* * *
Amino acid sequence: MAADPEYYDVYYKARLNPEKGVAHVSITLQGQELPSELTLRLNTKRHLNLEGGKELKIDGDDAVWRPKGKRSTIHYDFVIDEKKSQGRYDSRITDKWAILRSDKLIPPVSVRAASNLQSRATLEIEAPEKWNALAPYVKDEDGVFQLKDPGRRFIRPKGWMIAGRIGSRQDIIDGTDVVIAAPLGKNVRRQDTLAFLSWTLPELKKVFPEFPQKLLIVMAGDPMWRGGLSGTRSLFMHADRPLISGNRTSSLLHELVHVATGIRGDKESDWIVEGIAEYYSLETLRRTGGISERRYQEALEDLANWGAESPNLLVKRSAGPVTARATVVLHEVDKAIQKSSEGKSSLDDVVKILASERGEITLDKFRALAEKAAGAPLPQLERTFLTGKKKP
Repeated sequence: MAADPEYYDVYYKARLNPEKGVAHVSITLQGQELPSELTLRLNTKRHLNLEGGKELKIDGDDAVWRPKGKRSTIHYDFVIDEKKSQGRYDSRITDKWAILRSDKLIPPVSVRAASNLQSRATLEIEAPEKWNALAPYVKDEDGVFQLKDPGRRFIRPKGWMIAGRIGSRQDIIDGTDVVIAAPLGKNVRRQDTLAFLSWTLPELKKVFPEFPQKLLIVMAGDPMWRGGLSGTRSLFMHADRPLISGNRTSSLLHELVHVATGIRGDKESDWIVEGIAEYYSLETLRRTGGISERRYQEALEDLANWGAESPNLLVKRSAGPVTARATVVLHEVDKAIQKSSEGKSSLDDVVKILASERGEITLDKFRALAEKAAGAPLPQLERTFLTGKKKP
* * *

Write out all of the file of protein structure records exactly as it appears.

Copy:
Amino acid sequence: MAADPEYYDVYYKARLNPEKGVAHVSITLQGQELPSELTLRLNTKRHLNLEGGKELKIDGDDAVWRPKGKRSTIHYDFVIDEKKSQGRYDSRITDKWAILRSDKLIPPVSVRAASNLQSRATLEIEAPEKWNALAPYVKDEDGVFQLKDPGRRFIRPKGWMIAGRIGSRQDIIDGTDVVIAAPLGKNVRRQDTLAFLSWTLPELKKVFPEFPQKLLIVMAGDPMWRGGLSGTRSLFMHADRPLISGNRTSSLLHELVHVATGIRGDKESDWIVEGIAEYYSLETLRRTGGISERRYQEALEDLANWGAESPNLLVKRSAGPVTARATVVLHEVDKAIQKSSEGKSSLDDVVKILASERGEITLDKFRALAEKAAGAPLPQLERTFLTGKKKP
Repeated sequence: MAADPEYYDVYYKARLNPEKGVAHVSITLQGQELPSELTLRLNTKRHLNLEGGKELKIDGDDAVWRPKGKRSTIHYDFVIDEKKSQGRYDSRITDKWAILRSDKLIPPVSVRAASNLQSRATLEIEAPEKWNALAPYVKDEDGVFQLKDPGRRFIRPKGWMIAGRIGSRQDIIDGTDVVIAAPLGKNVRRQDTLAFLSWTLPELKKVFPEFPQKLLIVMAGDPMWRGGLSGTRSLFMHADRPLISGNRTSSLLHELVHVATGIRGDKESDWIVEGIAEYYSLETLRRTGGISERRYQEALEDLANWGAESPNLLVKRSAGPVTARATVVLHEVDKAIQKSSEGKSSLDDVVKILASERGEITLDKFRALAEKAAGAPLPQLERTFLTGKKKP